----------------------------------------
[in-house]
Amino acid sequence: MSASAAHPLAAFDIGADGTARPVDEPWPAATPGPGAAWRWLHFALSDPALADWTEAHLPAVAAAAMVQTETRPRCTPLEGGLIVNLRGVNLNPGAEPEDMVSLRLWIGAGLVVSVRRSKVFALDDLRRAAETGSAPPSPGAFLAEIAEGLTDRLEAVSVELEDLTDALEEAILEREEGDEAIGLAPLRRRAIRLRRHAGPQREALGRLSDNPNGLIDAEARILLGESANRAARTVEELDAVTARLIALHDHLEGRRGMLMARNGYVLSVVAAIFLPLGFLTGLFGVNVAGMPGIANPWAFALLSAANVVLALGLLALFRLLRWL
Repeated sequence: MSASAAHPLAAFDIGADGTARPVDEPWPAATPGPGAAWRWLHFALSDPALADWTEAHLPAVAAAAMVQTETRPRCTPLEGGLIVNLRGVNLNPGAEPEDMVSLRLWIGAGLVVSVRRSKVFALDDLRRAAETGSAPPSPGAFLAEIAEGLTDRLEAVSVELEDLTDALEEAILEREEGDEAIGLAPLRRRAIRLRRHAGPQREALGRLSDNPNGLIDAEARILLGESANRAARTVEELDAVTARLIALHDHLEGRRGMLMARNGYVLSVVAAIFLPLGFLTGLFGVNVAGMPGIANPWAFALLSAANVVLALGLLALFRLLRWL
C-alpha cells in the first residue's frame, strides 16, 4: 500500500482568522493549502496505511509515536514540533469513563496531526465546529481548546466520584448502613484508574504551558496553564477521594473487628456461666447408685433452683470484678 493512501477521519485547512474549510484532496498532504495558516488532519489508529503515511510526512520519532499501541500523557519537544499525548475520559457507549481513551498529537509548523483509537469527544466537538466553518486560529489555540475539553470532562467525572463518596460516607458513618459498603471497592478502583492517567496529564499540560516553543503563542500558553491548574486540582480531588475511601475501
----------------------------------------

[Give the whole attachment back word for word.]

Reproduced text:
[in-house]
Amino acid sequence: MSASAAHPLAAFDIGADGTARPVDEPWPAATPGPGAAWRWLHFALSDPALADWTEAHLPAVAAAAMVQTETRPRCTPLEGGLIVNLRGVNLNPGAEPEDMVSLRLWIGAGLVVSVRRSKVFALDDLRRAAETGSAPPSPGAFLAEIAEGLTDRLEAVSVELEDLTDALEEAILEREEGDEAIGLAPLRRRAIRLRRHAGPQREALGRLSDNPNGLIDAEARILLGESANRAARTVEELDAVTARLIALHDHLEGRRGMLMARNGYVLSVVAAIFLPLGFLTGLFGVNVAGMPGIANPWAFALLSAANVVLALGLLALFRLLRWL
Repeated sequence: MSASAAHPLAAFDIGADGTARPVDEPWPAATPGPGAAWRWLHFALSDPALADWTEAHLPAVAAAAMVQTETRPRCTPLEGGLIVNLRGVNLNPGAEPEDMVSLRLWIGAGLVVSVRRSKVFALDDLRRAAETGSAPPSPGAFLAEIAEGLTDRLEAVSVELEDLTDALEEAILEREEGDEAIGLAPLRRRAIRLRRHAGPQREALGRLSDNPNGLIDAEARILLGESANRAARTVEELDAVTARLIALHDHLEGRRGMLMARNGYVLSVVAAIFLPLGFLTGLFGVNVAGMPGIANPWAFALLSAANVVLALGLLALFRLLRWL
C-alpha cells in the first residue's frame, strides 16, 4: 500500500482568522493549502496505511509515536514540533469513563496531526465546529481548546466520584448502613484508574504551558496553564477521594473487628456461666447408685433452683470484678 493512501477521519485547512474549510484532496498532504495558516488532519489508529503515511510526512520519532499501541500523557519537544499525548475520559457507549481513551498529537509548523483509537469527544466537538466553518486560529489555540475539553470532562467525572463518596460516607458513618459498603471497592478502583492517567496529564499540560516553543503563542500558553491548574486540582480531588475511601475501